Our coverage of Liilak about a month ago provides a good picture of the idea crowdsourcing service, but after talking to CEO Jarkko Jokirinta as part of a series of posts on behalf of Tekes, we learned more about the next layer they’re placing on top of that service. “We aim to be the de facto link between people and businesses all around the world,” says Jokirinta. “When anyone has a praise or an idea about a product they use every day or business they somehow are in connection with, all they need to do is open Liilak and share their thoughts.”
In this way, they’re moving towards more of a combination of Twitter, Foursquare, and a feedback system. Through each other’s praises and by following other people and their suggestions Liilak allows people to learn what is buzzing. “We empower the crowd to think of better ways of doing things and create enough buzz to get the Businesses to listen.”
So if a person makes an improvement suggestion on Liilak, anyone can praise the idea and thus show his support for it. The praises are then calculated on a specific Shoutbox page that is always automatically created for each object with ideas or praises. We make sure the information is categorized, goes to right place and that the great ideas can collect other people’s support behind them. The catch is that Liilak also makes a promise that if an idea is able to gather at least 100 praises, it will then be delivered to the related Business. “So from now on, people don’t have to register on dozens of company sites and hope to get their suggestions through. We do it for them.”
CEO Jarkko Jokirinta has been a part of a few Tekes projects, so he was able to share with us some of his experiences on the process Tekes uses to fund entrepreneurs.
As the saying goes, “you need money to make money”
..And applying to Tekes doesn’t give you any exemptions. Tekes’ model can be likened to more of a repayment system rather than a source of up-front cash. Because of this, you need to have some private funding, whether it’s some of your own money or an investment from a Business Angel to keep yourself afloat until Tekes redeems your receipts. Jokirinta tells us that this amount is usually dependent on your project’s size and costs:
“Usually this means either a contribution on a 50/50 grant, or a loan on 30/70 split.” Most startups are offered the 50/50 grant, as the loans are often offered to more established companies that are closer to market. But this 50/50 grant is often used for startups, and it allows you to essentially double the funding you have and apply it to salaries, material costs, travel, and so on.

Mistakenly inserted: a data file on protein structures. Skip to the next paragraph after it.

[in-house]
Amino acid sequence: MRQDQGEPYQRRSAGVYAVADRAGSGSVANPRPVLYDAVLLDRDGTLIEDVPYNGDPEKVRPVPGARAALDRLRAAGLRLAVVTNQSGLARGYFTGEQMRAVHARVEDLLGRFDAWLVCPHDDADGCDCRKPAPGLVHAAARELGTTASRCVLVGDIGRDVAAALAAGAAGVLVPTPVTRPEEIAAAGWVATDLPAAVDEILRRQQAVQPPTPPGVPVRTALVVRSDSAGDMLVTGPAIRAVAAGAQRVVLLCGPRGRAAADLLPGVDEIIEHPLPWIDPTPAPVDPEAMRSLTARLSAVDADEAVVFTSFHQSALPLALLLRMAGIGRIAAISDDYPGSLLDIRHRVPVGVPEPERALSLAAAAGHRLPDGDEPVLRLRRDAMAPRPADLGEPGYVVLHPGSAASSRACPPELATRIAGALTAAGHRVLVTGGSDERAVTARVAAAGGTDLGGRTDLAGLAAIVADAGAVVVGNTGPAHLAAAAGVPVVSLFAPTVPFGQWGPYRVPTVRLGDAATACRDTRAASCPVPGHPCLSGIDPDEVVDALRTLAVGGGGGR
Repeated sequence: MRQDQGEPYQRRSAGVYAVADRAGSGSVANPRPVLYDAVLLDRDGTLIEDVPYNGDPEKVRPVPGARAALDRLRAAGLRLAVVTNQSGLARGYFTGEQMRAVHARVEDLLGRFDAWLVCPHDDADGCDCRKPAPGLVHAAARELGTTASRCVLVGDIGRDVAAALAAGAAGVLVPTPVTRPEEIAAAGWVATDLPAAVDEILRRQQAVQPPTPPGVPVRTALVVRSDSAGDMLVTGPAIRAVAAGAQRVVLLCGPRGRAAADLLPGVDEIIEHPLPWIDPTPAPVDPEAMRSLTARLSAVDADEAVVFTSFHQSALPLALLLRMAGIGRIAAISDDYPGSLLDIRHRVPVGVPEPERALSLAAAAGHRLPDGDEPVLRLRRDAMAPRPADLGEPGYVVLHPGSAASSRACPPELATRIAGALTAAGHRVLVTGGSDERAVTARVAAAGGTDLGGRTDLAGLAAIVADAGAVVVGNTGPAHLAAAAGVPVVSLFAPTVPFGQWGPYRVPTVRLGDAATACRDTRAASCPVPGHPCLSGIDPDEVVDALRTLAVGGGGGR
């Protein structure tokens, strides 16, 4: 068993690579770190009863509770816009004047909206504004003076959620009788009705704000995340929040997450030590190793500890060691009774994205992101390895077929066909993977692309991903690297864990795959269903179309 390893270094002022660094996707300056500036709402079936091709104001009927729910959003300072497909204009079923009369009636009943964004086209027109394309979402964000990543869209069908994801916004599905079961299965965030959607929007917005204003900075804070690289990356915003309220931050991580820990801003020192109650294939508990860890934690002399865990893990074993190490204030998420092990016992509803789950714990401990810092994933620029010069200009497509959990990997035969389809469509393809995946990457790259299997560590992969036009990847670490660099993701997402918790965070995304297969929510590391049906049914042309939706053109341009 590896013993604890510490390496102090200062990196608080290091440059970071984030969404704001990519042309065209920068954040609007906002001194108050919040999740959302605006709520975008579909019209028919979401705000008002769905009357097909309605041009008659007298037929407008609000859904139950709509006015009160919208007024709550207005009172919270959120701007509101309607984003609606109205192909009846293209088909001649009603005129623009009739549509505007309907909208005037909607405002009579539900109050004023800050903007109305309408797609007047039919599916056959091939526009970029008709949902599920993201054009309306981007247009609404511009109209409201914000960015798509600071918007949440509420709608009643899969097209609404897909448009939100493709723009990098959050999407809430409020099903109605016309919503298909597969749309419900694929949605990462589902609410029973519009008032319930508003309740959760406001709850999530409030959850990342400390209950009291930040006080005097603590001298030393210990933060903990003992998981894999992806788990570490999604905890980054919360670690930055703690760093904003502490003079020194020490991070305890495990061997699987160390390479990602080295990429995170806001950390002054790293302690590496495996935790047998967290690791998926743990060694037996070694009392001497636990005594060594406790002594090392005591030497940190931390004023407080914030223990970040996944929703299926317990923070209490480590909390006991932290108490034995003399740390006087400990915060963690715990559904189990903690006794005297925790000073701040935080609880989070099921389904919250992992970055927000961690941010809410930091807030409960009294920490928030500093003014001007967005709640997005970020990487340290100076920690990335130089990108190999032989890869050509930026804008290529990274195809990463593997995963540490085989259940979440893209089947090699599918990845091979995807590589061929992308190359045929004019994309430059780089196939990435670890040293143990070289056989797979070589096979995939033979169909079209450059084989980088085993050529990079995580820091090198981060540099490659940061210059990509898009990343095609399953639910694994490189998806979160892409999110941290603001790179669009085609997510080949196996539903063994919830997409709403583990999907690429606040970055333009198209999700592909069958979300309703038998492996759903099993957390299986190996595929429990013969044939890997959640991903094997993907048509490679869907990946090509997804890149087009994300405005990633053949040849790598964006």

But according to Jokirinta, “the biggest challenge for a startup is to collect this 50% private funding that entitles them to receive any Tekes money.”
Saving receipts and recording expenses sounds like a pain, but Jokirinta says it’s not too difficult in practice. He recommends coming up with a suitable model with your accountant, and says it’s normal to establish a specific cost center with the project
“In practice one usually keeps track of receipts and invoices by giving a specific reference number to any invoice / cost related to Tekes,” says Jokirinta, “Naturally there’s some work in the end of the project when one, together with the accountants, needs to go through the entire Tekes accounting to make sure everything’s ok.”
“I guess the best tip with the current Tekes model is to be as proactive as possible. As a startup, I’d make sure I have a sufficient amount of private equity when applying money from Tekes. They usually also can give you very detailed and helpful information regarding what should be included in the application and project plan if one just asks. If one wishes to make the acceptance process faster I’d would highly recommend being active on contacting Tekes by yourself immediately after one has filed in the application to agree on a initial meeting.
“I want to emphasize that I’ve learned Tekes people to be really helpful if you just are active and ask them about issues. I want to thank Tekes people and our contact persons for this and also encourage startups to be proactive in this sense.”
Hear it from startups
This series of posts is sponsored by Tekes and produced in co-operation with ArcticStartup to share experiences from startups about their funding experiences.
Interested in the fast turnaround of Tekes Tempo?
Find contact details, information on the program, and how to apply on their about page.